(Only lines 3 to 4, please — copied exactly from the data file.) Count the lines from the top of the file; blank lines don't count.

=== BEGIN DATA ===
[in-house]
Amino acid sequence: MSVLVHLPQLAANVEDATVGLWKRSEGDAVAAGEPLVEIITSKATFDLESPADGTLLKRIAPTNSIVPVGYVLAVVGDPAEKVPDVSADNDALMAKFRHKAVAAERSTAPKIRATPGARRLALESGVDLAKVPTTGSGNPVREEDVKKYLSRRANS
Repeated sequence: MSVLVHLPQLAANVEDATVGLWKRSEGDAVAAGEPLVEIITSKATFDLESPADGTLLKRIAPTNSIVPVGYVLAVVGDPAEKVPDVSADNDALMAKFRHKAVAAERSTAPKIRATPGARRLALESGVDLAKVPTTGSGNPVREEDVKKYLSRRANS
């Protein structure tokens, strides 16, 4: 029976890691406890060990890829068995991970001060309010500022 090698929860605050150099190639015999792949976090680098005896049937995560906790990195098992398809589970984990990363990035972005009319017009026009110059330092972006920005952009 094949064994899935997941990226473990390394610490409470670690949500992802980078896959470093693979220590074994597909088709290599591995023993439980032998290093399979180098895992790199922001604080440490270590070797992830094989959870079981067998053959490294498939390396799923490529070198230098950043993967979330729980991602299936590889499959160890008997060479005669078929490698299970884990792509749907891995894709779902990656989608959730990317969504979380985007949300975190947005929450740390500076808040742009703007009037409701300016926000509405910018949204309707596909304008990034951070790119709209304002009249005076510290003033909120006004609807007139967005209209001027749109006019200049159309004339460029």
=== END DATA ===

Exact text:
Repeated sequence: MSVLVHLPQLAANVEDATVGLWKRSEGDAVAAGEPLVEIITSKATFDLESPADGTLLKRIAPTNSIVPVGYVLAVVGDPAEKVPDVSADNDALMAKFRHKAVAAERSTAPKIRATPGARRLALESGVDLAKVPTTGSGNPVREEDVKKYLSRRANS
């Protein structure tokens, strides 16, 4: 029976890691406890060990890829068995991970001060309010500022 090698929860605050150099190639015999792949976090680098005896049937995560906790990195098992398809589970984990990363990035972005009319017009026009110059330092972006920005952009 094949064994899935997941990226473990390394610490409470670690949500992802980078896959470093693979220590074994597909088709290599591995023993439980032998290093399979180098895992790199922001604080440490270590070797992830094989959870079981067998053959490294498939390396799923490529070198230098950043993967979330729980991602299936590889499959160890008997060479005669078929490698299970884990792509749907891995894709779902990656989608959730990317969504979380985007949300975190947005929450740390500076808040742009703007009037409701300016926000509405910018949204309707596909304008990034951070790119709209304002009249005076510290003033909120006004609807007139967005209209001027749109006019200049159309004339460029």